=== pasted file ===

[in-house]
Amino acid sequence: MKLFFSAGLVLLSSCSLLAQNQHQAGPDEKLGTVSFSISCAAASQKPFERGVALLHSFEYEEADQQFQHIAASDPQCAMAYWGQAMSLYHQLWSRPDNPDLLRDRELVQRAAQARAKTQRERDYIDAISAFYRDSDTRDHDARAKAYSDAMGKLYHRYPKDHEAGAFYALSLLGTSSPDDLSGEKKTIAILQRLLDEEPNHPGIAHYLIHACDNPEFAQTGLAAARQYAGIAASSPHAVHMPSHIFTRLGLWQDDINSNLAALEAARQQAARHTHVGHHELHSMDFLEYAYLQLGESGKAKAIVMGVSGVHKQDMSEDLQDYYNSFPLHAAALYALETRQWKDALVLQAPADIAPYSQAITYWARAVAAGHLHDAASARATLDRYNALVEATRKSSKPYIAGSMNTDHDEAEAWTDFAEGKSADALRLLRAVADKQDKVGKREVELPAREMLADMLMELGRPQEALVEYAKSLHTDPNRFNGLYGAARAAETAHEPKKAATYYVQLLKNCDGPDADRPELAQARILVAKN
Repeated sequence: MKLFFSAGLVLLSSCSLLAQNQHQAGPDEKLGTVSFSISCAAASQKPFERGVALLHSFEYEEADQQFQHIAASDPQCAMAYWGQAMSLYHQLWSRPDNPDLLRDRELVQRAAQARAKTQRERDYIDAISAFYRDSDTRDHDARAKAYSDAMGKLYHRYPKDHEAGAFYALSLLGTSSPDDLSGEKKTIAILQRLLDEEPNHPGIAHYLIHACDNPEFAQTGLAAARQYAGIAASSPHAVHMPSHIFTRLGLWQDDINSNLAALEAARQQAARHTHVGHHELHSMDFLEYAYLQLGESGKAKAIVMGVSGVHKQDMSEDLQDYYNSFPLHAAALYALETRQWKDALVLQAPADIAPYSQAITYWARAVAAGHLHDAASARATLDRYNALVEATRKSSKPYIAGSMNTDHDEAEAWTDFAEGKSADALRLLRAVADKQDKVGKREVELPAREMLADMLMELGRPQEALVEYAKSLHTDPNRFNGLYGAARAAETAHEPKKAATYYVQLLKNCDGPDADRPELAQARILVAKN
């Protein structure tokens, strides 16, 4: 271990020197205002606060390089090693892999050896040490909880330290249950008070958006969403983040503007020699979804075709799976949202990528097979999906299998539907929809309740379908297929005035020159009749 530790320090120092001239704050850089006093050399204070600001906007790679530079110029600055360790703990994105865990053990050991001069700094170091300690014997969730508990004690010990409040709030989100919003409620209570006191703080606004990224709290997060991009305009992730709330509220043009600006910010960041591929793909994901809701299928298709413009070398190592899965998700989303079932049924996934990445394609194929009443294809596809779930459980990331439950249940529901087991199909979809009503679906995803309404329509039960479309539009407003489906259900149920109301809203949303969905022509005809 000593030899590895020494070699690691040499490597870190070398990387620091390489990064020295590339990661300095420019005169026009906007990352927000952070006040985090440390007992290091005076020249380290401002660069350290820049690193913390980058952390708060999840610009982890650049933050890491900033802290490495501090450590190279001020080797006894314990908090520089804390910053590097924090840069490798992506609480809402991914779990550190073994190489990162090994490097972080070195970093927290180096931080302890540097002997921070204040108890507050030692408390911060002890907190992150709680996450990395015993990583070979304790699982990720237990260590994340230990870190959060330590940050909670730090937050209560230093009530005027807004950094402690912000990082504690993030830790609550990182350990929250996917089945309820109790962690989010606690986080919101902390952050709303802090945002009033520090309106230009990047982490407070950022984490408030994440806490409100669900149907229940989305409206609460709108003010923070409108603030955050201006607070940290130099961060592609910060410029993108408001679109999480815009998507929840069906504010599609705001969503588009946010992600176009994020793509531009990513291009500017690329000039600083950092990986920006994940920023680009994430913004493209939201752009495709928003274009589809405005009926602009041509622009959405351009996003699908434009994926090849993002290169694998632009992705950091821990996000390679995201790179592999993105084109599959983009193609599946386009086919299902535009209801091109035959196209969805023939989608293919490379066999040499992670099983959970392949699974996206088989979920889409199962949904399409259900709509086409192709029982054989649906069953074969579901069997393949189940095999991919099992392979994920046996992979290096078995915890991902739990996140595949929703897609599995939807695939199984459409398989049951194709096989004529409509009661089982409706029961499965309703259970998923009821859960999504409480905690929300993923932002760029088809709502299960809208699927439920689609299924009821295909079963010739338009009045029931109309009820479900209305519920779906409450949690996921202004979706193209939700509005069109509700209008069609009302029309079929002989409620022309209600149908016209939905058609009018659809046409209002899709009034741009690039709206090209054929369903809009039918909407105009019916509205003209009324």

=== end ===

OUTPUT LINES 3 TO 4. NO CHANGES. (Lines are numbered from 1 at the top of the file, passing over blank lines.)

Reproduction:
Repeated sequence: MKLFFSAGLVLLSSCSLLAQNQHQAGPDEKLGTVSFSISCAAASQKPFERGVALLHSFEYEEADQQFQHIAASDPQCAMAYWGQAMSLYHQLWSRPDNPDLLRDRELVQRAAQARAKTQRERDYIDAISAFYRDSDTRDHDARAKAYSDAMGKLYHRYPKDHEAGAFYALSLLGTSSPDDLSGEKKTIAILQRLLDEEPNHPGIAHYLIHACDNPEFAQTGLAAARQYAGIAASSPHAVHMPSHIFTRLGLWQDDINSNLAALEAARQQAARHTHVGHHELHSMDFLEYAYLQLGESGKAKAIVMGVSGVHKQDMSEDLQDYYNSFPLHAAALYALETRQWKDALVLQAPADIAPYSQAITYWARAVAAGHLHDAASARATLDRYNALVEATRKSSKPYIAGSMNTDHDEAEAWTDFAEGKSADALRLLRAVADKQDKVGKREVELPAREMLADMLMELGRPQEALVEYAKSLHTDPNRFNGLYGAARAAETAHEPKKAATYYVQLLKNCDGPDADRPELAQARILVAKN
């Protein structure tokens, strides 16, 4: 271990020197205002606060390089090693892999050896040490909880330290249950008070958006969403983040503007020699979804075709799976949202990528097979999906299998539907929809309740379908297929005035020159009749 530790320090120092001239704050850089006093050399204070600001906007790679530079110029600055360790703990994105865990053990050991001069700094170091300690014997969730508990004690010990409040709030989100919003409620209570006191703080606004990224709290997060991009305009992730709330509220043009600006910010960041591929793909994901809701299928298709413009070398190592899965998700989303079932049924996934990445394609194929009443294809596809779930459980990331439950249940529901087991199909979809009503679906995803309404329509039960479309539009407003489906259900149920109301809203949303969905022509005809 000593030899590895020494070699690691040499490597870190070398990387620091390489990064020295590339990661300095420019005169026009906007990352927000952070006040985090440390007992290091005076020249380290401002660069350290820049690193913390980058952390708060999840610009982890650049933050890491900033802290490495501090450590190279001020080797006894314990908090520089804390910053590097924090840069490798992506609480809402991914779990550190073994190489990162090994490097972080070195970093927290180096931080302890540097002997921070204040108890507050030692408390911060002890907190992150709680996450990395015993990583070979304790699982990720237990260590994340230990870190959060330590940050909670730090937050209560230093009530005027807004950094402690912000990082504690993030830790609550990182350990929250996917089945309820109790962690989010606690986080919101902390952050709303802090945002009033520090309106230009990047982490407070950022984490408030994440806490409100669900149907229940989305409206609460709108003010923070409108603030955050201006607070940290130099961060592609910060410029993108408001679109999480815009998507929840069906504010599609705001969503588009946010992600176009994020793509531009990513291009500017690329000039600083950092990986920006994940920023680009994430913004493209939201752009495709928003274009589809405005009926602009041509622009959405351009996003699908434009994926090849993002290169694998632009992705950091821990996000390679995201790179592999993105084109599959983009193609599946386009086919299902535009209801091109035959196209969805023939989608293919490379066999040499992670099983959970392949699974996206088989979920889409199962949904399409259900709509086409192709029982054989649906069953074969579901069997393949189940095999991919099992392979994920046996992979290096078995915890991902739990996140595949929703897609599995939807695939199984459409398989049951194709096989004529409509009661089982409706029961499965309703259970998923009821859960999504409480905690929300993923932002760029088809709502299960809208699927439920689609299924009821295909079963010739338009009045029931109309009820479900209305519920779906409450949690996921202004979706193209939700509005069109509700209008069609009302029309079929002989409620022309209600149908016209939905058609009018659809046409209002899709009034741009690039709206090209054929369903809009039918909407105009019916509205003209009324």